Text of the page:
The bishops have lost interest in civic engagement

The decision by the United States Conference of Catholic Bishops to close down Catholic News Service was terrible in terms of lowering the standards of Catholic journalism.

It was terrible, also, because of its ecclesial significance, which is a related but different concern, one that strikes at a deeper issue for the nation’s bishops.

The commentary from Fordham University’s David Gibson, touched on some of the reasons why closing Catholic News Service was ill-advised pastorally.

Gibson observed that CNS is “a counterwitness to the proliferation of ideologically driven Catholic media platforms that are driving the church apart, and regular Catholics around the bend — often right out of Catholicism.”

That is surely true.

It is also clear that not enough bishops were alarmed by the prospect that the only remaining wire service specifically focused on news about the Catholic Church in the United States would be the Catholic News Agency, a subsidiary of EWTN.

More bishops need to adopt the posture taken by Bishop Christopher Coyne of Burlington, Vermont, a former chair of the bishops’ Committee on Communications.

“In Burlington, we don’t want anything to do with CNA because of its affiliation with EWTN and the anti-Francis rhetoric on the network,” Coyne told America magazine recently.

Several bishops have indicated to me that it was not clear that the complete closing of CNS was what they were voting for last year during the executive session at their fall assembly in Baltimore, when they chose one of five models presented by Archbishop Timothy Broglio, chair of the bishops’ Committee on Priorities and Plans.

They told me that they understood there would be cutbacks, but not a complete suspension of operations.

What is more, there was no real discussion of the proposal except as a necessary budgetary measure.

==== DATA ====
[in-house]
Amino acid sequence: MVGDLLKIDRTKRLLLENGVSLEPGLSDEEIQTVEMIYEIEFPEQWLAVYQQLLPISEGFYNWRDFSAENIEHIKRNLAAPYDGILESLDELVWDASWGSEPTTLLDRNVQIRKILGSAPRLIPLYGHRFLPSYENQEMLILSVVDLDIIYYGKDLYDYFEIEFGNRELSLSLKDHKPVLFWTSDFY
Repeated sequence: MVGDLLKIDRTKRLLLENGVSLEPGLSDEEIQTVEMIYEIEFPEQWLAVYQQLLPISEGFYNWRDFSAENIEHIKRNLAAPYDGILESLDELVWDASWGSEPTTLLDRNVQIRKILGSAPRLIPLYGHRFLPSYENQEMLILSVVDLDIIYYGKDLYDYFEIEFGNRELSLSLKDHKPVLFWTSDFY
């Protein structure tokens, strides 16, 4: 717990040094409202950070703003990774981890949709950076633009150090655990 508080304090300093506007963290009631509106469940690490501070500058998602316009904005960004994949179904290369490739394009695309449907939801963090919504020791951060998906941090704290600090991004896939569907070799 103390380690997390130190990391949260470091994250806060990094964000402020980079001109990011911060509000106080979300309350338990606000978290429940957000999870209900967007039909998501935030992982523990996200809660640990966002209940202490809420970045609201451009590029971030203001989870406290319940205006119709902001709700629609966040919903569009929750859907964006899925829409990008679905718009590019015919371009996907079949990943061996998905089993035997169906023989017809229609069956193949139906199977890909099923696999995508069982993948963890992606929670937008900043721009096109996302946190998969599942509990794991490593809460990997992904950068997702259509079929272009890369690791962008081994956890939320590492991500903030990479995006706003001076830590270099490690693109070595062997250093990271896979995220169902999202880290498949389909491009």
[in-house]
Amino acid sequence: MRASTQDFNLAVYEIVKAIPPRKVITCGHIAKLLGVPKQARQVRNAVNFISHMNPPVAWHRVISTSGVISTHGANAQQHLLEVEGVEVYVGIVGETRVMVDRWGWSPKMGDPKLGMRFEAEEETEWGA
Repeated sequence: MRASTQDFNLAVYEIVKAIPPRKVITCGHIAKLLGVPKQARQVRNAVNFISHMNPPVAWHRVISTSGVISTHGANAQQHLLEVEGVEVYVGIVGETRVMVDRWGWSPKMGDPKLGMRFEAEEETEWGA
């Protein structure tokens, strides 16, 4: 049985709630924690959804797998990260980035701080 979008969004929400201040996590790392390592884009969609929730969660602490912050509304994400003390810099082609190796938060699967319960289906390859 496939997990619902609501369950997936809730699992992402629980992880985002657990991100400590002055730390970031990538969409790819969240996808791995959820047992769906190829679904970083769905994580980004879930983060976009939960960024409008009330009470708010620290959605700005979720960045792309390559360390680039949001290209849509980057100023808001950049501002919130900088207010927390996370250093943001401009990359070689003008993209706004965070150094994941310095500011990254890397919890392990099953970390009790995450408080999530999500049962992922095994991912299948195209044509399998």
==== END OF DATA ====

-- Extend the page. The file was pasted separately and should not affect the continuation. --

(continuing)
Here, then, I need to disagree somewhat with the explanation offered by former CNS editor Tony Spence, who told NCR’s Brian Fraga, “The culture warrior bishops at the USCCB have always had a certain amount of animus to CNS because it offers straight unbiased reporting.

“Culture warriors don’t want straight unbiased reporting.

“They want an echo chamber where everyone has the same opinion.”

The joys and the hopes, the griefs and the anxieties of the men of this age, especially those who are poor or in any way afflicted, these are the joys and hopes, the griefs and anxieties of the followers of Christ.

Gaudium et Spes - No 1

That is true, but this was not presented to the bishops as a culture war fight and, if it had been, I doubt it would have secured enough votes to pass, or at least it would have generated more opposition.

No, the deeper – and in some ways worse – problem is that the bishops have lost their own commitment to civic engagement, of which the responsibility for providing reliable information is so integral a part.

One hundred years ago, bishops were princes, and they ventured forth into the public square from their episcopal manses as leaders of their flock, powerbrokers of a sort, more akin to a labour leader or a prominent civic leader.

Ironically, after Vatican II called for the church to be an instrument, even a sacrament of the unity of humankind in the world, the bishops lost their footing.

They were not clear what tasks were to be ceded to the laity and what remained in their competence.

The turbulence of the times, especially the focus less and less on issues of economic justice and more on neuralgic issues of pelvic theology that would come to characterize the culture wars, further estranged the bishops from any kind of civic engagement.

Their role was reduced to that of an ethical authority in the public square, and they never grasped the degree to which the church’s traditional, personal ethics on sexual matters was difficult to translate into any kind of public ethics, especially in a pluralistic society.

Then came the sexual abuse crisis and many bishops resorted to hiding under their desks.

Now, the bishops largely focus on the internal life of the church. Continue reading

  • Michael Sean Winters covers the nexus of religion and politics for NCR.
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News category: Analysis and Comment, Palmerston.

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